An automated spray system that shoots a targeted droplet on to a crop with pinpoint accuracy aims to cuts use of chemicals in agriculture by more than 99 percent. Matthew Stock reports.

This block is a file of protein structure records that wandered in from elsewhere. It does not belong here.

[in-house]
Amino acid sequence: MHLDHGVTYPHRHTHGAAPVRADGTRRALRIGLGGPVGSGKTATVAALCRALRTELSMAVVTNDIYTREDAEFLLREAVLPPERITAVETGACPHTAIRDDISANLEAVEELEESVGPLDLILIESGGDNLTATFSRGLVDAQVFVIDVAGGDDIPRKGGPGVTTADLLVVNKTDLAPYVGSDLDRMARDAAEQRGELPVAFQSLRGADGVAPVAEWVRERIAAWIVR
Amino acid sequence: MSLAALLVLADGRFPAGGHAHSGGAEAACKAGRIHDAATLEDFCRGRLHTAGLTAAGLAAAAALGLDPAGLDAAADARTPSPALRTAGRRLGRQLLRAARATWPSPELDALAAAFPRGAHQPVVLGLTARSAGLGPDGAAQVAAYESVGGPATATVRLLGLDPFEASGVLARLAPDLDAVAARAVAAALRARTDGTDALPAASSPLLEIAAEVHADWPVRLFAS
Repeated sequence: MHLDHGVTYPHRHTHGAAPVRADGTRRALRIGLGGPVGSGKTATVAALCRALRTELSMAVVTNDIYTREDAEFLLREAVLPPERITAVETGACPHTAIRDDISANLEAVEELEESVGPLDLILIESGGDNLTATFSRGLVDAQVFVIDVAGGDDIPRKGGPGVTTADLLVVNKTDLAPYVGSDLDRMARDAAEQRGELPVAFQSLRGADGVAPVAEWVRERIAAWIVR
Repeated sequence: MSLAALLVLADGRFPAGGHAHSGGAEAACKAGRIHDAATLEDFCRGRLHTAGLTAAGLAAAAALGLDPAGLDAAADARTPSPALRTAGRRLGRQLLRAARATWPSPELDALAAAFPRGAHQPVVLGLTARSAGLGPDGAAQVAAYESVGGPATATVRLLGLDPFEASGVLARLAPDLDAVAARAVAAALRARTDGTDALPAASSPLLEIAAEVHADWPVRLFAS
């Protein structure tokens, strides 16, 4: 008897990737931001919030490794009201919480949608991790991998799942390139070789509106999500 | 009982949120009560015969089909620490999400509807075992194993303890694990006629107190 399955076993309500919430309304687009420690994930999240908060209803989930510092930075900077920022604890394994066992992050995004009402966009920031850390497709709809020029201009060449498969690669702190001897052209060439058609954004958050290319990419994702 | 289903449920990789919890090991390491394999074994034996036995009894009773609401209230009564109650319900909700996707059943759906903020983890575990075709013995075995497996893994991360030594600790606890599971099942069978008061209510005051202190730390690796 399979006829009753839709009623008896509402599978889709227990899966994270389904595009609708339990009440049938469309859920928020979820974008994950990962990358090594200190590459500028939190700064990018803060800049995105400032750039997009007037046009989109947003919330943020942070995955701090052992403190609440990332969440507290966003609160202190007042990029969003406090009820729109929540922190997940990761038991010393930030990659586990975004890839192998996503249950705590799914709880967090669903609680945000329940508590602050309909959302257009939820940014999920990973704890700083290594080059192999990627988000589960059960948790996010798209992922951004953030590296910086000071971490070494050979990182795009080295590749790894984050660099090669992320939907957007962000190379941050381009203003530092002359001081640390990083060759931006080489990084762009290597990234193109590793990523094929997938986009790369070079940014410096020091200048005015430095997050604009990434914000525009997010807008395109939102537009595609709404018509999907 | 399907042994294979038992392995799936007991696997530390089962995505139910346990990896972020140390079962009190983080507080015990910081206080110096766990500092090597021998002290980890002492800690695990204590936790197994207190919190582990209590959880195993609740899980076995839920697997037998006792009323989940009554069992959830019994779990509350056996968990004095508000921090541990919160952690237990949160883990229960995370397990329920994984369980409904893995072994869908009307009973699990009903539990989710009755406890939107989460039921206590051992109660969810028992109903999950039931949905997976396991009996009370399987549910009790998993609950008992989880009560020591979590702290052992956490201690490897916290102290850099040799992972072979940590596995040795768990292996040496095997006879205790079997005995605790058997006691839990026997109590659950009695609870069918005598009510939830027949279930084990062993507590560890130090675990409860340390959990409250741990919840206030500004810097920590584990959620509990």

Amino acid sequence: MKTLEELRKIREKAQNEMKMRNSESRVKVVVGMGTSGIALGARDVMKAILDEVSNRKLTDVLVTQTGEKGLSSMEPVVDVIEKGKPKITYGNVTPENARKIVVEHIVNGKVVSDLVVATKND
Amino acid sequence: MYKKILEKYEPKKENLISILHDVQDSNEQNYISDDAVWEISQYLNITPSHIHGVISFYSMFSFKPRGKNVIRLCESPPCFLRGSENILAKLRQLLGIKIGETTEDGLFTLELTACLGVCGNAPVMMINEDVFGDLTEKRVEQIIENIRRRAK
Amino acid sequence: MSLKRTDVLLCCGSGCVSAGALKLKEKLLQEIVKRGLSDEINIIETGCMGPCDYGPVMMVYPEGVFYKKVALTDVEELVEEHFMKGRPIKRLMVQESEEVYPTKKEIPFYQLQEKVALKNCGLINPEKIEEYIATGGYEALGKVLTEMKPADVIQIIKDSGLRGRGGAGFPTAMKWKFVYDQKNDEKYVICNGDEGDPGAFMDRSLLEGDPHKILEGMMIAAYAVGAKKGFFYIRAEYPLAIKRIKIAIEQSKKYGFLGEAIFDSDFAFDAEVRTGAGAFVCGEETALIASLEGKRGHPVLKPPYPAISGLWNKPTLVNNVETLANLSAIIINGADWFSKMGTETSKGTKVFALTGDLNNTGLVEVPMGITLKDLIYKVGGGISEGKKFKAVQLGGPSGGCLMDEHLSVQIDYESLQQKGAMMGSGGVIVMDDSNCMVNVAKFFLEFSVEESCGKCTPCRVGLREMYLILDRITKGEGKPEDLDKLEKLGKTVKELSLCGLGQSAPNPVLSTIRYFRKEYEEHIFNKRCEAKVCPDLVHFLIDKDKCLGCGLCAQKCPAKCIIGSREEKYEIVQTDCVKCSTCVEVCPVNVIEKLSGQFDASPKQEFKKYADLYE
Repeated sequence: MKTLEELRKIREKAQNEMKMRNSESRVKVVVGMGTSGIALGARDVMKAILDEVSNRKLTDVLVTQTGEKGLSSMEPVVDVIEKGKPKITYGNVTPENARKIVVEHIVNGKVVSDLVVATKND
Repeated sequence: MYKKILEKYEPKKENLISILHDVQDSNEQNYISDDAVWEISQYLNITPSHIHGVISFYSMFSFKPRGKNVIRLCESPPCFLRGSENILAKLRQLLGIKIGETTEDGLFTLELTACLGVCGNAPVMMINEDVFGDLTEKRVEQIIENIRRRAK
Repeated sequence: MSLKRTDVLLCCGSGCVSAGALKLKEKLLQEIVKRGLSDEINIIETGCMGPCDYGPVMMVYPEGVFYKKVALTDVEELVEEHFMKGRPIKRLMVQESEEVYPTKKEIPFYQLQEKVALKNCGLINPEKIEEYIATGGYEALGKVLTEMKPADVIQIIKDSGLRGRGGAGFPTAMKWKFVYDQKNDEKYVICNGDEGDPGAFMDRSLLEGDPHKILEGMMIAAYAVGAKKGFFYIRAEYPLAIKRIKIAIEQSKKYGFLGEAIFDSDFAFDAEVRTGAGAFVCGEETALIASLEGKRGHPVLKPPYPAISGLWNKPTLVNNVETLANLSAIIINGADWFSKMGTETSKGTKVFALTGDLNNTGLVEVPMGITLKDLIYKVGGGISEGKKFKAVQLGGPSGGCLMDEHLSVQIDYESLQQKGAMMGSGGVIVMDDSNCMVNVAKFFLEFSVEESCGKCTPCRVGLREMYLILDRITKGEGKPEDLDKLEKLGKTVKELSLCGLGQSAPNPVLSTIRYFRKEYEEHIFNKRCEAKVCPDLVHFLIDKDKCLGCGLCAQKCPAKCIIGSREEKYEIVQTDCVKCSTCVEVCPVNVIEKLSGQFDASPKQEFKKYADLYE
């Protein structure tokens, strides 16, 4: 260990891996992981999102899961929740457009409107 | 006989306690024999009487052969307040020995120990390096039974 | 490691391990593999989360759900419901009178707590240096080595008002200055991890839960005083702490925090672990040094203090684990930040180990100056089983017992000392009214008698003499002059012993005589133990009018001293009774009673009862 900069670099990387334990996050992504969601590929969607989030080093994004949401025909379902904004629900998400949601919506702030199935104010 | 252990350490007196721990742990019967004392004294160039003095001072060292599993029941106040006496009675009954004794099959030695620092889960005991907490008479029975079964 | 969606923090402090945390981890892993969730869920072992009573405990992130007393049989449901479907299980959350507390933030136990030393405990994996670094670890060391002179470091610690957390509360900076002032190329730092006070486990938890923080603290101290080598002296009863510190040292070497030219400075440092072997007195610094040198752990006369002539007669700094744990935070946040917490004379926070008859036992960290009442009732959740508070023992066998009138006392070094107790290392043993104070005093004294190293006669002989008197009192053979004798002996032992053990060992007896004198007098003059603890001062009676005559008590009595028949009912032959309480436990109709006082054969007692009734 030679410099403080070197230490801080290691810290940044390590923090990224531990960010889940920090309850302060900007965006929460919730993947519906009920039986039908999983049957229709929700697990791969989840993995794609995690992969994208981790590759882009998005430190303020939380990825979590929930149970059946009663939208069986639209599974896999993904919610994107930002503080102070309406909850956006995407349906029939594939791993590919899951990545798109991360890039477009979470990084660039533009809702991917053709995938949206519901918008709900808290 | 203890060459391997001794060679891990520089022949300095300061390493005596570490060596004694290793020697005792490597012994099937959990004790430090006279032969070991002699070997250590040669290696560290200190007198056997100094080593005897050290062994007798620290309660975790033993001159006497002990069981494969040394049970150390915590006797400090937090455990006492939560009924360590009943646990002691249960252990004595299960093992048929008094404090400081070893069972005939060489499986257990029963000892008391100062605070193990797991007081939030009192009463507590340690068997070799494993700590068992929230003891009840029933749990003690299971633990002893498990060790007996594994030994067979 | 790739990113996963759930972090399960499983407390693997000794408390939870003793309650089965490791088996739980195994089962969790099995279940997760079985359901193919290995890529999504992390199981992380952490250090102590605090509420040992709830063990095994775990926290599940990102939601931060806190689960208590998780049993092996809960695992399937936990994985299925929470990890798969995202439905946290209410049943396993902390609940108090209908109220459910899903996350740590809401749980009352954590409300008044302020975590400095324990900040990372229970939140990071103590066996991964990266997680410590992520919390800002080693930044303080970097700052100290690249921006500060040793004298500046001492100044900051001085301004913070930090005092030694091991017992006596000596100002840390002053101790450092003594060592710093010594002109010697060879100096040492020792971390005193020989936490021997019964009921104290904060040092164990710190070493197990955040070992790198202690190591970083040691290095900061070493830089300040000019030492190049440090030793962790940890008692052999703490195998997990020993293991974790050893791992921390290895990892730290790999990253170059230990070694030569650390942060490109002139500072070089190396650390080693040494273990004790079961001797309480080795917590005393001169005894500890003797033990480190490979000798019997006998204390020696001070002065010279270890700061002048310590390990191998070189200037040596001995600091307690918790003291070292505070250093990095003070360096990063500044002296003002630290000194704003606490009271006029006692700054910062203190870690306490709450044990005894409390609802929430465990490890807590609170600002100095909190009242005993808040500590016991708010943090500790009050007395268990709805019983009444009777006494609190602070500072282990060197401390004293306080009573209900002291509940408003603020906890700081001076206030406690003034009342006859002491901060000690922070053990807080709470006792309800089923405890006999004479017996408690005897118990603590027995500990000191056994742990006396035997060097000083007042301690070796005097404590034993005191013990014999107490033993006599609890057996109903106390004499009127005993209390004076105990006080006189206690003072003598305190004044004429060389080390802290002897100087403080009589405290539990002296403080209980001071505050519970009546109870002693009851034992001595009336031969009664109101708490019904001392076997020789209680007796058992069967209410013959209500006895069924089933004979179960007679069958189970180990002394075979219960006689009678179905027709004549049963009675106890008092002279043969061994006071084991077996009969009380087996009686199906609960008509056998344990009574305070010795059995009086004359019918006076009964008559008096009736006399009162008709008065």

Traditional pesticides have a bad reputation. Some of them like neonicotinoids have been linked to widespread reduction in honey bee numbers. But this device from developers Cambridge Consultants could help dramatically cut chemical use in farming. It's a spray system that shoots a targeted droplet with supreme accuracy. Using advanced machine vision algorithms, it can differentiate between healthy and diseased crops, and apply a droplet only to those that need it. SOUNDBITE (English) NIALL (PRON. NEIL) MOTTRAM, HEAD OF PRODUCT DEVELOPMENT AT CAMBRIDGE CONSULTANTS, SAYING: "This targeted dispense technology behind me has the potential to dramatically reduce the amount of pesticides and herbicides that we apply to crops today; potentially by up to 99 percent. It does this by selectively targeting only weeds and infestations in a whole field, so that healthy crop and soil doesn't have pesticide applied to it. Through that we can massively reduce both cost and environmental impact." For this demonstration model, the system shoots a droplet on to the diseased orange leaves, but ignores the healthy green ones. The system uses readily-available hardware, including a Playstation camera and dispensing technology from ink-jet printers. But it's their complex programming that gives it the precision to hit an object while moving. SOUNDBITE (English) NIALL (PRON. NEIL) MOTTRAM, HEAD OF PRODUCT DEVELOPMENT AT CAMBRIDGE CONSULTANTS, SAYING: "Being able to hit a moving target is challenging. And hitting a moving target that varies in appearance is even more so. So being able to differentiate from colour and shape, and then being able to calculate how quickly you're moving and therefore at what point you should dispense so that you hit your target; that requires some pretty sophisticated algorithms." The droplet travels at five metres per second, and takes just one tenth of a second to hit the target. With some current chemicals set to be outlawed and replaced with more costly biological pesticides, the team says this system could help farmers keep costs down. Eventually, they say a larger version would be mounted onto the side of a farm vehicle, with multiple nozzles shooting targeted droplets onto crops.